View Single Post
Old 2011-08-03, 02:46   Link #406
Sol Falling
Senior Member
Join Date: Oct 2007
Age: 29
Ah, lol. I already sent a moderately detailed PM, also in interests of not derailing this thread, but I think I see what caused the slip in communication.

Originally Posted by Sol Falling View Post
Urobochi Gen said that he had nothing but contempt for that thing which men call happiness. However, in the wake of his declaration of such a black view of the nature of hope and the universe, he confessed that his greatest wish was actually to write a story which could make men's hearts soar. Madoka Magica poses the question, not just of an unflinchingly harsh reality which has no sympathy to spare for delusions of hope and idealism--but, in such a harsh reality, whether there actually still something in the end, after all, which you would gladly trade your life for. From the very beginning, Madoka Magica talks about wishes--magical energy born from hope and raw emotion. This is a story whose fundamental premise was borne from the transcription of our hearts into reality. So the death and tragedy in this show was never meant as a gratuity, degenerate cynicism presented for the worst facets of humanity to revel in in despair and contempt for humanity; rather, they set a stage, a mirror of reality--to grant each of us humans a heartfelt opportunity to think about what meaning, what hope really does still remain for each of our pitiful, chained existences.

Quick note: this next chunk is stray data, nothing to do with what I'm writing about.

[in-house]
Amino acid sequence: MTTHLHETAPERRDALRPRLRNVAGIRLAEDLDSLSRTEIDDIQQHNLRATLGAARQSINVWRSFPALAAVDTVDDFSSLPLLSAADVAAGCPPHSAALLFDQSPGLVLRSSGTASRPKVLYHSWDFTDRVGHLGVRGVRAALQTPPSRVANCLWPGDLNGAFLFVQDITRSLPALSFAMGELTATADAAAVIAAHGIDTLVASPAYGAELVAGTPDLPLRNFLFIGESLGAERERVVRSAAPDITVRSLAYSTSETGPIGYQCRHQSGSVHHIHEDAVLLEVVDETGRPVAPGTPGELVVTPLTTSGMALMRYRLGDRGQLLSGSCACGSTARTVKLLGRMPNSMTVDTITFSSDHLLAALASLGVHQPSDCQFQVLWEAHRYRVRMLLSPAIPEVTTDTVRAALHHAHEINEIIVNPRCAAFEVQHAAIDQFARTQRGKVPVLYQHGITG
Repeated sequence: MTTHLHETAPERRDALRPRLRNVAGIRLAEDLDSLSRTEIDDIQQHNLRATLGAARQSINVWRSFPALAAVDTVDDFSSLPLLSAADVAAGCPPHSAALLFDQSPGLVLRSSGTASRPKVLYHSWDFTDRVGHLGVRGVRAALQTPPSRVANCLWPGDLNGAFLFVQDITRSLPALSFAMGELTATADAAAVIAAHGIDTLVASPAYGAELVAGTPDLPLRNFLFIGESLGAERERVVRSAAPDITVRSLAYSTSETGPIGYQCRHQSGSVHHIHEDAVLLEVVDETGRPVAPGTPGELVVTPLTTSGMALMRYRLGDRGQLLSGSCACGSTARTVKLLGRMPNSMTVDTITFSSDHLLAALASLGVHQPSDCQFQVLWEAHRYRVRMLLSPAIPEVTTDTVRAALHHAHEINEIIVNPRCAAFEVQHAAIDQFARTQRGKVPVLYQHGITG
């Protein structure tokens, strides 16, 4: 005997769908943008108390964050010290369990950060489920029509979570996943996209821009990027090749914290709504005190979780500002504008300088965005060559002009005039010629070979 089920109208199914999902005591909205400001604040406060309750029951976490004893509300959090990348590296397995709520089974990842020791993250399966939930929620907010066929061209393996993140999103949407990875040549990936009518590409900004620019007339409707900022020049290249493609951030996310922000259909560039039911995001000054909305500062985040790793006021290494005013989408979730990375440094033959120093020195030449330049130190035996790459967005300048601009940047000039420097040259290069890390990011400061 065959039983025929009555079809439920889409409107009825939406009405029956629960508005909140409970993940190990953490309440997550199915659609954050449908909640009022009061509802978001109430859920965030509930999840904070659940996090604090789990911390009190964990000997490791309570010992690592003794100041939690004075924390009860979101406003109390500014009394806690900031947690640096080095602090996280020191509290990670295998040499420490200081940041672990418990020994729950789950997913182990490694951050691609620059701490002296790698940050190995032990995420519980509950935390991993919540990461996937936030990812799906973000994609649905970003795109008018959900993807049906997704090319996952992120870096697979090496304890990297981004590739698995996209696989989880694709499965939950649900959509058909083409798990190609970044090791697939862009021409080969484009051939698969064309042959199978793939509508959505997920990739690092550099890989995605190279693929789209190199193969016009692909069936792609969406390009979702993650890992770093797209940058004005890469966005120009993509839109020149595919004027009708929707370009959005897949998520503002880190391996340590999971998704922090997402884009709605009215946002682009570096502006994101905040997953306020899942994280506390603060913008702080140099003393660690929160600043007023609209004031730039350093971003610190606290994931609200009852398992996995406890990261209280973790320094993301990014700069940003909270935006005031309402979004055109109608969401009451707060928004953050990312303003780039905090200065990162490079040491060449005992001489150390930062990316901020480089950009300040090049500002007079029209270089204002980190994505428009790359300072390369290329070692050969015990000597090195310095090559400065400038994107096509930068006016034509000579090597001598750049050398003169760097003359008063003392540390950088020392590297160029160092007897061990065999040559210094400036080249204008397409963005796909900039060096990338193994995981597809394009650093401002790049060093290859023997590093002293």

In this line at the end, I was talking about how Madoka Magica tries to show us how there is still Hope despite us living in such a cold, gruesome world where we are chained, pitiful existences. I wasn't saying that Madoka shows us that hope doesn't exist; rather, what Madoka tells us is that it can only be found after confronting the full scope of the harsh, unfeeling coldness of reality.
Sol Falling is offline   Reply With Quote